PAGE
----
A new election cycle is almost upon us and we can expect to hear lots of talk about “job creation.” The Democrats will propose to create jobs through government spending or direct hiring, while the Republicans will talk about prosperity.

Democrats do create jobs, but these jobs only exist as long as the taxpayer funds them. In a way, they aren’t “real jobs” because often the point of the job is simply that it exists; in this way of looking at work, the notion that  the employee has been hired to perform a valuable service for the employer is almost an alien concept.

But what about GOP claims about job creation? Sometimes GOP claims make bosses sound like pure altruists.

James Huffman of the Hoover Institution’s “Defining Ideas” blog, has an illuminating essay on this subject. He writes:

What about the Republican claim that the private sector is the true job creator? Wrong again, at least if the claim is that the private sector creates jobs for the sake of creating jobs. Only government and some private charities create jobs for the sake of creating jobs. Any private sector employer whose mission is jobs creation will not long survive in the marketplace. Indeed, success in private business often turns on finding ways to cut jobs. Only with direct government subsidies tied to job creation will the private sector even consider creating jobs for the sake of creating jobs.

It might be objected that political candidates are not really saying that the private sector can create jobs at will. But the reality is that the political rhetoric of job creation distracts elected policymakers from what needs to be done if we are to have an economy that provides ongoing opportunities for everyone seeking employment.

Although employees might view their employer as a job creator, the reality is that jobs in the private sector are a fortuitous byproduct of successful business pursuits that have nothing to do with job creation. Indeed, from the perspective of employers, jobs are a necessary cost of the pursuit of those other objectives, costs that will continue to be incurred only so long as the business is successful. What are those other objectives?

They are the provision of products and services that people want and are willing to purchase, the creation and delivery of these products and services at competitive prices and quality, and, at the end of the day, the generation of revenues in excess of expenses. A business plan that calls for job creation without explaining how the business will eventually be profitable while paying for those jobs will not attract financing by any intelligent investor.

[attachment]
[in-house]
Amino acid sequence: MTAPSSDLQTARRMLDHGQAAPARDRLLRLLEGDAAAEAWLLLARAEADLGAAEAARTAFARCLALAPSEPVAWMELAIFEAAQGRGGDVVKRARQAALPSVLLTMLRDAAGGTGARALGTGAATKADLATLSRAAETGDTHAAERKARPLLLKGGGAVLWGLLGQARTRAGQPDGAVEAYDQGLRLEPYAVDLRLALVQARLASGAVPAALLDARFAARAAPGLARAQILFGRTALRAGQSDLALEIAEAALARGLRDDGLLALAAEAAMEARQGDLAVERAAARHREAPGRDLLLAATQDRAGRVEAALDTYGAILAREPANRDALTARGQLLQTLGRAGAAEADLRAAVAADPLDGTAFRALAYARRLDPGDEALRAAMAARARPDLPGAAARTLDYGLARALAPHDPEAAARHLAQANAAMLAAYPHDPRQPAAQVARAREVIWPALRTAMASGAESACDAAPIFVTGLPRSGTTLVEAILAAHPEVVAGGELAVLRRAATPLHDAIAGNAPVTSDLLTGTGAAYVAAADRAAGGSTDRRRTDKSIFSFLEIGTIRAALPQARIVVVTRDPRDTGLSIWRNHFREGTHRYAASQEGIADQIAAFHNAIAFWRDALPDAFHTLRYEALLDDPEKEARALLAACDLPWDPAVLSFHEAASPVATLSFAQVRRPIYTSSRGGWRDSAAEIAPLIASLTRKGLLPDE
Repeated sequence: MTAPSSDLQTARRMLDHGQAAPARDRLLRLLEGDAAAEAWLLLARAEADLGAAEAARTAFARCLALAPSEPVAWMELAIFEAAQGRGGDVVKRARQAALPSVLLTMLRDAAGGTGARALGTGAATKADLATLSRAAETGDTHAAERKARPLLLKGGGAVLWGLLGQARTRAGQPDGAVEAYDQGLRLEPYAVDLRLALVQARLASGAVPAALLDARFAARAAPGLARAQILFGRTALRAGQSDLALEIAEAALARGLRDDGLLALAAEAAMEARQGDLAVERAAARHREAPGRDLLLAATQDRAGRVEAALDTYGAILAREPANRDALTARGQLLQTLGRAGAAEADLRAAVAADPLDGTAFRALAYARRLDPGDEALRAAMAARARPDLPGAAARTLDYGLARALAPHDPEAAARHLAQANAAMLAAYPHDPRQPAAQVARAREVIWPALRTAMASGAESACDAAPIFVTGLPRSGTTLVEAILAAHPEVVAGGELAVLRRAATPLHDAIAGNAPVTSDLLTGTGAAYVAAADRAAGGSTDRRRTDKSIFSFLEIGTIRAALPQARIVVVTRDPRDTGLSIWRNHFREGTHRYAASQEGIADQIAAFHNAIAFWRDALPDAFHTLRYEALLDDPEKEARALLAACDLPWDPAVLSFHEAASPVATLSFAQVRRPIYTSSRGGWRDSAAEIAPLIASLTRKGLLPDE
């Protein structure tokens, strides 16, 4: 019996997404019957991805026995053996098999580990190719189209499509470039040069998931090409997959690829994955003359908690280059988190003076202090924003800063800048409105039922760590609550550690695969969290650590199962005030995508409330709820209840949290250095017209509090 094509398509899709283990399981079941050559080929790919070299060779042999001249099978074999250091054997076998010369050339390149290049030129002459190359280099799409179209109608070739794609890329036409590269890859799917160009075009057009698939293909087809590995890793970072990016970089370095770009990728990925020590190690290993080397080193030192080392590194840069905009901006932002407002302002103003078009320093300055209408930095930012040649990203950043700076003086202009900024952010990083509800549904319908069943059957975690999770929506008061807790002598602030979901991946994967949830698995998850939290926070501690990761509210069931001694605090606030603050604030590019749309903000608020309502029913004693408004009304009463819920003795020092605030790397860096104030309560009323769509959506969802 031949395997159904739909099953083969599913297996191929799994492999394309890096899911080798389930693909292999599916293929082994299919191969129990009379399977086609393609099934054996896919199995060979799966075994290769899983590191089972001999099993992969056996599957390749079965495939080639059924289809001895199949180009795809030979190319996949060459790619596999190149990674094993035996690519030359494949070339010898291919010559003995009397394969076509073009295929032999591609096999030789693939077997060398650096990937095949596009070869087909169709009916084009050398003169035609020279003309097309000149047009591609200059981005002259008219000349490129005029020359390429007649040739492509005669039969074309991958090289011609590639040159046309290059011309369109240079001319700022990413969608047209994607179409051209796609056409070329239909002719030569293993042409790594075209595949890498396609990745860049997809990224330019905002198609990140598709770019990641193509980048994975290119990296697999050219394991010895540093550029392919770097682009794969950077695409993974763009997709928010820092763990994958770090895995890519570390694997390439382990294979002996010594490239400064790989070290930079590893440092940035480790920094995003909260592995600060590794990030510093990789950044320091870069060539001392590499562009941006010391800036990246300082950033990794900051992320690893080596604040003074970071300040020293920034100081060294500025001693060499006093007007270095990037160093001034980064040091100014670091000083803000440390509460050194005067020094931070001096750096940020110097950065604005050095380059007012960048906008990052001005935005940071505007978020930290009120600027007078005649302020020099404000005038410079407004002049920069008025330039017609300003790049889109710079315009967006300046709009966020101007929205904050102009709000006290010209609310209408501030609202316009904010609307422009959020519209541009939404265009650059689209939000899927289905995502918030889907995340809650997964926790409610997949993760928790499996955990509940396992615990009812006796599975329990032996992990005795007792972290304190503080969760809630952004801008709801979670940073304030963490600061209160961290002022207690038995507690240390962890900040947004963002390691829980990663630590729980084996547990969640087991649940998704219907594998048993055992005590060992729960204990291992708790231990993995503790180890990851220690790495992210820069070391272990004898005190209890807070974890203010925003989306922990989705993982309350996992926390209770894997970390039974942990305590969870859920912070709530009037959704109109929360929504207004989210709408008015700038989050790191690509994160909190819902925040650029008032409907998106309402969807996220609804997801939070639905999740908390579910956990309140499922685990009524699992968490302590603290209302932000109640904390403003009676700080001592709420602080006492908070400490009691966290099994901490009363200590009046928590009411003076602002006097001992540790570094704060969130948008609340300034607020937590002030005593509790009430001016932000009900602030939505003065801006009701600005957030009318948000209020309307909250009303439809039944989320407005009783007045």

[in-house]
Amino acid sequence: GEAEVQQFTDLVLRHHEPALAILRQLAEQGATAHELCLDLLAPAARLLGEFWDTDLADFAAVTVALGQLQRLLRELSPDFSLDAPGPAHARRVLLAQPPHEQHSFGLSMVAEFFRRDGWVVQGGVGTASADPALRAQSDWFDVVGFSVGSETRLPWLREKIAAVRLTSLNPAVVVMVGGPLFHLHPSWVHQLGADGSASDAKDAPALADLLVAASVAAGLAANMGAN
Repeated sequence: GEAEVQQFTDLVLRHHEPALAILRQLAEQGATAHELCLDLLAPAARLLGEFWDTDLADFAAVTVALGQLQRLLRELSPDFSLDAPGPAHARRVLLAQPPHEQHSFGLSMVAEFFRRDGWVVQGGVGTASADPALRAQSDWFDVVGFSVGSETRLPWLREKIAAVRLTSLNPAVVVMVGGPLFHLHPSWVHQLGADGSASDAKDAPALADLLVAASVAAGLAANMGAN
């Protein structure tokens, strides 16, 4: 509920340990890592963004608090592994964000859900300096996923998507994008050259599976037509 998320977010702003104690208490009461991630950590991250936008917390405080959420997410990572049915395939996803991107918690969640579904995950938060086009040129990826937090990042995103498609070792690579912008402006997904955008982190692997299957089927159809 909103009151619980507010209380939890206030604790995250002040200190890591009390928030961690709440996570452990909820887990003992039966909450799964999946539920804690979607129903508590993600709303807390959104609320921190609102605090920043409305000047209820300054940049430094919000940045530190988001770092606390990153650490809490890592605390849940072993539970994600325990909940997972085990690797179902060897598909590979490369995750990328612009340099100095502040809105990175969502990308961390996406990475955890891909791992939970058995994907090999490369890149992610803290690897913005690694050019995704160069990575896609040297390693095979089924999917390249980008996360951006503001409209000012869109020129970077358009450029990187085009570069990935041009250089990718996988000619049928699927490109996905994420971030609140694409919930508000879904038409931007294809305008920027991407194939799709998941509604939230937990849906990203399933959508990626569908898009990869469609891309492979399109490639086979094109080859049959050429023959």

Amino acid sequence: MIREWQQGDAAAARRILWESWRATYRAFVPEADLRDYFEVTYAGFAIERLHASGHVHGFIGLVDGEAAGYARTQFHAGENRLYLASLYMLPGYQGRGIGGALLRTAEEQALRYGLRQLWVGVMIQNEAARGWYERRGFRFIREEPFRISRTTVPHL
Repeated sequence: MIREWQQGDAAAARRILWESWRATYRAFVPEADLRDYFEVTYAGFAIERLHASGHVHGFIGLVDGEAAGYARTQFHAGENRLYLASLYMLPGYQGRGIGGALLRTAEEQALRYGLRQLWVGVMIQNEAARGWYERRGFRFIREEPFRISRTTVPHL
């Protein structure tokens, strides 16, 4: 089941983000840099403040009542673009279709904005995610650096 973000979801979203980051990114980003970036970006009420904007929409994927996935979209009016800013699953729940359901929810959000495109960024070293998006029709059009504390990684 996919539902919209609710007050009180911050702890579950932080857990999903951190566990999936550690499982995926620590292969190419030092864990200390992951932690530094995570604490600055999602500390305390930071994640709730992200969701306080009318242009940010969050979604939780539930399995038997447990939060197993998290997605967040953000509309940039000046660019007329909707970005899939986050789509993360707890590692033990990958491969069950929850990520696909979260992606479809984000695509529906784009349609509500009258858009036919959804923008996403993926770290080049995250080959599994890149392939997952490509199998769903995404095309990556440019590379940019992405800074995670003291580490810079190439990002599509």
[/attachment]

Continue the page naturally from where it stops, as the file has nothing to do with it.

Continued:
Huffman comments that this might be obvious. But if, so, he goes on to ask, why do candidates (such as Mitt Romney) claim that because they created jobs with their successful companies, they know how to make the government create jobs?

Republicans who talk about job creating in this way are often led to support government subsidies to supposedly support job creation (especially when these subsidies go to their districts). Such programs often do create new jobs, but these jobs “generally come at the expense of, not as a consequence of, a thriving economy.”

A real job is one created by a business. Sometimes businesses also cut jobs. The Obama campaign attacked Mitt Romney because companies Bane Capital bought sometimes laid off people in order to survive. Of course, in a good economy, there is far more chance of a worker who has been let go finding a new real job.

Acknowledging the reality that jobs–real jobs–are created for business rather than altruistic reasons would put Republicans in a rhetorical bind: vote for me and let the capitalists hire or fire you, according to their needs, is not a very appealing campaign slogan. Unfortunately, it is the key to the economic growth that is necessary for the–um–creation of jobs.